Leo comes back to sell off the run-down family farm on the Italian coast of Tuscany, hoping for enough to finance his return to Chicago. He is plagued by memories. A tour bus is lured into Santo Fico--by ruse or by accident--and once the British visitors are safely ensconced in the hotel restaurant, Leo and his old friend Topo launch into the lucrative scam that they invented as boys: storytelling to "sell" a viewing of treasures inside the local church.

The "miracle" is the stump of an ancient fig tree that once sheltered St Francis; and the "mystery" a luminous fresco by an anonymous artist, possibly Giotto. Leo is encouraged by his dramatic success. But in the night, an earthquake severely damages the church. Yielding to temptation, Leo "saves" the fresco by stealing it in large chunks and hiding it under his bed. Surely now he will have enough money to escape.

The old priest is grievously saddened and goes on a hunger strike to expiate his own sins, on which he blames the desecration. The priest is cared for by his niece, Marta. Embittered by her late husband's infidelity and early death, she frets over her two daughters: one dutiful but blind; the other healthy but headstrong. Marta already resents Leo for some transgression in their past; rightly guessing his crime, she demands that he "make a miracle" for the priest.

Topo and Leo invent several, ambitious but preposterous scenarios, each of which flops spectacularly. The priest good-naturedly overlooks (or fails to see) their transparent ploys; yet he manages to perceive miracles everywhere else in the everyday atmosphere of his beloved village. Of course, Leo returns the fresco, of course he stays, and of course he finds love with Marta after all.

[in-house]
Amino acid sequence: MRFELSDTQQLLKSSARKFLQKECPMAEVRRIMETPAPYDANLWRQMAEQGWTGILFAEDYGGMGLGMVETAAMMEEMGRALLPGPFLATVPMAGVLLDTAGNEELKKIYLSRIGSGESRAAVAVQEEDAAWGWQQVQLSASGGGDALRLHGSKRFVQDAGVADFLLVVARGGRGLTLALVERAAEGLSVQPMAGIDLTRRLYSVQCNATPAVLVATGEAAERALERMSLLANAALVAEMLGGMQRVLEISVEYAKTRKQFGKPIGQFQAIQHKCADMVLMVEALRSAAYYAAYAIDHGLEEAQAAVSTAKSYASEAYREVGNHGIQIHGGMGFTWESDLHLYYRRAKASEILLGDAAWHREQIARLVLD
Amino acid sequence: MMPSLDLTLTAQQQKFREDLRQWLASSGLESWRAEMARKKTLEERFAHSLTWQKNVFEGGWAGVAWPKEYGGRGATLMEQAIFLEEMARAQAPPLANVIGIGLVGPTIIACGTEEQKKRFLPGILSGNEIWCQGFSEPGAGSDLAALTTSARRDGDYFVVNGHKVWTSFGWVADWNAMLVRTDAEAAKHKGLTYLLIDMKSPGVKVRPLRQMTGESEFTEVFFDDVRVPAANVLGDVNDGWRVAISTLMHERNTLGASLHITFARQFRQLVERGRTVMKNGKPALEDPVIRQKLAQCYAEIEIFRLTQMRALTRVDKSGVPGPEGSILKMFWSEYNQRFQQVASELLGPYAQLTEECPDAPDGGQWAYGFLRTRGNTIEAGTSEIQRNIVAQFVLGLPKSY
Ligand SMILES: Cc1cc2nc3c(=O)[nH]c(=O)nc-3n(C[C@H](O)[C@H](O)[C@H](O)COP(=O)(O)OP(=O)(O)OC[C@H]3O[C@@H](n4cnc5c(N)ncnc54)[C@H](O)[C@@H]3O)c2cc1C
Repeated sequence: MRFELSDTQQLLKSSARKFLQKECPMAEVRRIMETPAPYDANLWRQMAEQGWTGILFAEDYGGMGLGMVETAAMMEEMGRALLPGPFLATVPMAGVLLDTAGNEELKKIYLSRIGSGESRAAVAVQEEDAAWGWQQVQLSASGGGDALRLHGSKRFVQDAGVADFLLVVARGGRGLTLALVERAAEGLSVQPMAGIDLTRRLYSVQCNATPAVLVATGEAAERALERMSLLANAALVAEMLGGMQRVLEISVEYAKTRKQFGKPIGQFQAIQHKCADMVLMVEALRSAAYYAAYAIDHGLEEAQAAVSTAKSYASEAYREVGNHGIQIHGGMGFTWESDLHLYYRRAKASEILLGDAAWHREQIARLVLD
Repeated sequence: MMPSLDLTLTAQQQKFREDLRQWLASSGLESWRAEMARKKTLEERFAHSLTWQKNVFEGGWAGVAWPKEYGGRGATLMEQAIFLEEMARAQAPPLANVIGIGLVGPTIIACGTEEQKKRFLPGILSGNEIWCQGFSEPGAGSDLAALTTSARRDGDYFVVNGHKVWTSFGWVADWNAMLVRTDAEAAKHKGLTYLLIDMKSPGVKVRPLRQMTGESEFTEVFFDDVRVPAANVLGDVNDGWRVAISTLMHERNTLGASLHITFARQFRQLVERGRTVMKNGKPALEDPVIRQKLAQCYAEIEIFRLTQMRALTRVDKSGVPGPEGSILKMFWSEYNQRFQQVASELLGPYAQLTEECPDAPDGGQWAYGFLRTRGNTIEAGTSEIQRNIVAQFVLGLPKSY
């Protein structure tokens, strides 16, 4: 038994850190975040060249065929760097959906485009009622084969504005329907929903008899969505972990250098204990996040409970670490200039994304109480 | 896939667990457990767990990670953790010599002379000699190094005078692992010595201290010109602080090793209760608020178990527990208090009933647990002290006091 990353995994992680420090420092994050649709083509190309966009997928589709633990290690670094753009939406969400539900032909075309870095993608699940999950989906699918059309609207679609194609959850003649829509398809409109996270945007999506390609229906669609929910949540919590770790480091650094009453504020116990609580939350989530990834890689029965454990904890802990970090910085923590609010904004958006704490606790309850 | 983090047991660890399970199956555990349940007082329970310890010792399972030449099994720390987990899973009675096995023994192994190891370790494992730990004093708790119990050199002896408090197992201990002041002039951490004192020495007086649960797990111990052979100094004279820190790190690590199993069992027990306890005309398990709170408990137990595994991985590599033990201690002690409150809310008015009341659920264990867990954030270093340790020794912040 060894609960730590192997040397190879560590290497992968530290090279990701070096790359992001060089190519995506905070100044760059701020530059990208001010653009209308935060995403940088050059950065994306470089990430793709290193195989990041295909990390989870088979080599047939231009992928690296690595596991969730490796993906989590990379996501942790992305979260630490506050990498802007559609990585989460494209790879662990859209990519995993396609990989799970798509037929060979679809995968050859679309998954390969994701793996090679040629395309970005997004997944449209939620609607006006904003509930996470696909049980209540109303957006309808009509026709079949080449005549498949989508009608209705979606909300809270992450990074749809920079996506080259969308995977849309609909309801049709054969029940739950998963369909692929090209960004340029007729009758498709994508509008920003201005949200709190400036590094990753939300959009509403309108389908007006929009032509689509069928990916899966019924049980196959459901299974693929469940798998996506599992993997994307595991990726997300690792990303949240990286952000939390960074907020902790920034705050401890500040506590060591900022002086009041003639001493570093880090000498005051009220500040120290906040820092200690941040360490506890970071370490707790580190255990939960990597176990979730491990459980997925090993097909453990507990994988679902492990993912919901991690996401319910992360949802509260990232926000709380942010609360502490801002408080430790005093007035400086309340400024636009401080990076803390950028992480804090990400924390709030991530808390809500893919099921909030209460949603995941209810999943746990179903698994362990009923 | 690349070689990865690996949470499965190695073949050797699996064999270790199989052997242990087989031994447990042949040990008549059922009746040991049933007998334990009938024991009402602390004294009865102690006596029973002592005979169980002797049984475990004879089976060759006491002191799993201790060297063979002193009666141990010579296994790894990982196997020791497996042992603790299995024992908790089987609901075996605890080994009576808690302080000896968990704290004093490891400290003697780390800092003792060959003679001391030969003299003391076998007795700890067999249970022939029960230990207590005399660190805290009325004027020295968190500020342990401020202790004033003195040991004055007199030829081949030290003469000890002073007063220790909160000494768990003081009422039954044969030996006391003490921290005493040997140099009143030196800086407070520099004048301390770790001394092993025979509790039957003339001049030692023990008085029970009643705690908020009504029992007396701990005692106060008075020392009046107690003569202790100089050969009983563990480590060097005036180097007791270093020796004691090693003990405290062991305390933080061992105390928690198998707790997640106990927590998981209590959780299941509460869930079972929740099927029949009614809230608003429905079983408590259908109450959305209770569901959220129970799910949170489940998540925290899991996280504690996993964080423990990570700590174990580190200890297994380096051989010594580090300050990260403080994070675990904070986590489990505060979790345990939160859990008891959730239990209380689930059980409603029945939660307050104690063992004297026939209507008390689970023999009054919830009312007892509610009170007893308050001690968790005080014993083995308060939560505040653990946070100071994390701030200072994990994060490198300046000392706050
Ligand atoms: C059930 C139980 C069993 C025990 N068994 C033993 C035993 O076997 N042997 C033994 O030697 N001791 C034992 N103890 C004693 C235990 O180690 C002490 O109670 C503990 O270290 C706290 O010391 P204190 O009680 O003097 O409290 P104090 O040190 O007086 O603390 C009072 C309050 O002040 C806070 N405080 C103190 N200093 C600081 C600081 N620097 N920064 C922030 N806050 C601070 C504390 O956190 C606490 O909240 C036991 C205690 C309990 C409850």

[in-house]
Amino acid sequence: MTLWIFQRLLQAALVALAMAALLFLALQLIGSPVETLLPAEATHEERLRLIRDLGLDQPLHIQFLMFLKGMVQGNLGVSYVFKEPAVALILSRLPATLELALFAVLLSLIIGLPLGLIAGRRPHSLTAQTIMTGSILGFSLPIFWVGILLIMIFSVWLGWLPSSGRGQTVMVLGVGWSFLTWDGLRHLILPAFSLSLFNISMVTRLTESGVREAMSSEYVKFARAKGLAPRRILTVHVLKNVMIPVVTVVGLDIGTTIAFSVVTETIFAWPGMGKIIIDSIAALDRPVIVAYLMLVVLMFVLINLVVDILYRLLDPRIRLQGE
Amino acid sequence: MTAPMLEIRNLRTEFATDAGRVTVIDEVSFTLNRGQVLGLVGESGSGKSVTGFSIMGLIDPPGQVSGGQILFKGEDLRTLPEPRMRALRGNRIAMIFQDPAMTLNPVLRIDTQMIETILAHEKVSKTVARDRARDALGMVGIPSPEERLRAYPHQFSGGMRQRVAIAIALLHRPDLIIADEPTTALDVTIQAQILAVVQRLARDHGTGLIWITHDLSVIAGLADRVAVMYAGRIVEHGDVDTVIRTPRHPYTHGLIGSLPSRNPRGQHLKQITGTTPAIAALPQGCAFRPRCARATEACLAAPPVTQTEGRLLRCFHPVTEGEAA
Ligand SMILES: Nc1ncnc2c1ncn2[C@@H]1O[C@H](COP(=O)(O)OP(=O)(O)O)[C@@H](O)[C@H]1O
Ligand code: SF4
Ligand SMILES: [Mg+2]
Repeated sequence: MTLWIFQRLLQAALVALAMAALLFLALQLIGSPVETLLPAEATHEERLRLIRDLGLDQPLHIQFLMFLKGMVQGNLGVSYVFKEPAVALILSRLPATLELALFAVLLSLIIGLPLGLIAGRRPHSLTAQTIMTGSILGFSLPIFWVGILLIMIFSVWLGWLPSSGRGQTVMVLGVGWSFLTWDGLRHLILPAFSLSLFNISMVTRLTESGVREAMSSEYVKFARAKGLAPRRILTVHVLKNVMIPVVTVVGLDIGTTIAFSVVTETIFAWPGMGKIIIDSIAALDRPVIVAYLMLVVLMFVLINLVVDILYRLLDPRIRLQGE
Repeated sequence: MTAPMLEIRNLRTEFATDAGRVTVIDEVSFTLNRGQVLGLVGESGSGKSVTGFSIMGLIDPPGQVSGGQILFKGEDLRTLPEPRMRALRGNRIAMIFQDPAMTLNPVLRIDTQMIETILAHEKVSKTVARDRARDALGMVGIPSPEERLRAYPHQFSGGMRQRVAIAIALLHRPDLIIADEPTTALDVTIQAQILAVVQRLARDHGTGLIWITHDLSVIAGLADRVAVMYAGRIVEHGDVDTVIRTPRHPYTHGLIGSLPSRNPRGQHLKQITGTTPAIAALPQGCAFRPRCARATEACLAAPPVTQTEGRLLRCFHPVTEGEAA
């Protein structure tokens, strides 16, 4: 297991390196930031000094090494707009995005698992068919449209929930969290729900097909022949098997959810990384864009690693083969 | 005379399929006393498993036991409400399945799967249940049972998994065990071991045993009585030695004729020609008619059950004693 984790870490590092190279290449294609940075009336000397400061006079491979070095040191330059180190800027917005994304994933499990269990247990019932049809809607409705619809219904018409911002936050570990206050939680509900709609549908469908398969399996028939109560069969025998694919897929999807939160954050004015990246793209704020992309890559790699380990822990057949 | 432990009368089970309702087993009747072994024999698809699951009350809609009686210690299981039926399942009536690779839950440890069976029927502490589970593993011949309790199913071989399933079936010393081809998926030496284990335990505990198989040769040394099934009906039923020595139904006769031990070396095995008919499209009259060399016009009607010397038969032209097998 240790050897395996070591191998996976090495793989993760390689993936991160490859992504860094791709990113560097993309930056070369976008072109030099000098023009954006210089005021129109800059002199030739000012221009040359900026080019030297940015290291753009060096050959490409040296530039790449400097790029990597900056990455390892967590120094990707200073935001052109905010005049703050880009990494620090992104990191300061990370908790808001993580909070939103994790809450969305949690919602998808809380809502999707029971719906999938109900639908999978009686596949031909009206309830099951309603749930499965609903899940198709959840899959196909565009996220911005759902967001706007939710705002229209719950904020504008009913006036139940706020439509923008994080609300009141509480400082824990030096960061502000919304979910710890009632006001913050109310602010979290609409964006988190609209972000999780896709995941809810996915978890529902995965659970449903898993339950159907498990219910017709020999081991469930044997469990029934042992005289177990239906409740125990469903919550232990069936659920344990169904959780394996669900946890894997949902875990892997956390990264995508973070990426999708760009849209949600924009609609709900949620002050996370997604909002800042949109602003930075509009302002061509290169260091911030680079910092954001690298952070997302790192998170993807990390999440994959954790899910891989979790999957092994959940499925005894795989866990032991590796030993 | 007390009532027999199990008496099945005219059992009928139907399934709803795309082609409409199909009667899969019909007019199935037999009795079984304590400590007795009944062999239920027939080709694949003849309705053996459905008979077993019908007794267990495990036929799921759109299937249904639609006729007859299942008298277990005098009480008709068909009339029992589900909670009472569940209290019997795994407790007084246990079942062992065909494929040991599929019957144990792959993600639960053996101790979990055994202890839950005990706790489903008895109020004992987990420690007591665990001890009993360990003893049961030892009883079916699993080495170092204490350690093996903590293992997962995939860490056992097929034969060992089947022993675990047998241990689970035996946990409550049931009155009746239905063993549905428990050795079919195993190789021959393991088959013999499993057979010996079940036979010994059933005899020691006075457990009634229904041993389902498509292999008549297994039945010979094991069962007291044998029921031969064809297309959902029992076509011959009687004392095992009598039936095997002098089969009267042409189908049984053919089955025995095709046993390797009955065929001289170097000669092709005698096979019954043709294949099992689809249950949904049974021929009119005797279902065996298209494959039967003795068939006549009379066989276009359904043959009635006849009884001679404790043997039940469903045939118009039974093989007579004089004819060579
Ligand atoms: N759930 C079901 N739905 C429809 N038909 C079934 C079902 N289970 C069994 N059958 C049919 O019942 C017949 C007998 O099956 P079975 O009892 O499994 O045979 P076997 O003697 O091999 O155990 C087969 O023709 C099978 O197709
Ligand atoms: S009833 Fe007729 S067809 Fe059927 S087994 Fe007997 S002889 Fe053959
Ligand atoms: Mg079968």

A filmic yarn of home-coming and identity, reminiscent of Louis de Bernière's novel, Corelli's Mandolin, or the movie, "Il Postino," and ripe for a Fellini to pluck it for a film. The author is a playwright and professor of Theater Arts at Southern Oregon University; this is his first novel. The happy ending is not sugary, but warmly clever and satisfying. Affectionate portrayals of the homely folk, as they lust after love, sex, wealth, and freedom, emphasize both kindness and duplicity as twin aspects of human nature.

The themes of blindness and sight weave throughout this visually rich novel; neither trait is wholly good nor bad, and both are vested with didactic power. Almost every character has been deceiving someone else--even if it is only herself--and often with the best of intentions.

Similarly, the villagers are chronically given to spying on each other, and consequently leaping to erroneous conclusions despite generous attempts not to be judgmental. When they dare to communicate--to reveal and to see--across perceptual boundaries, miracles really do start to happen.



Place Published

New York



Page Count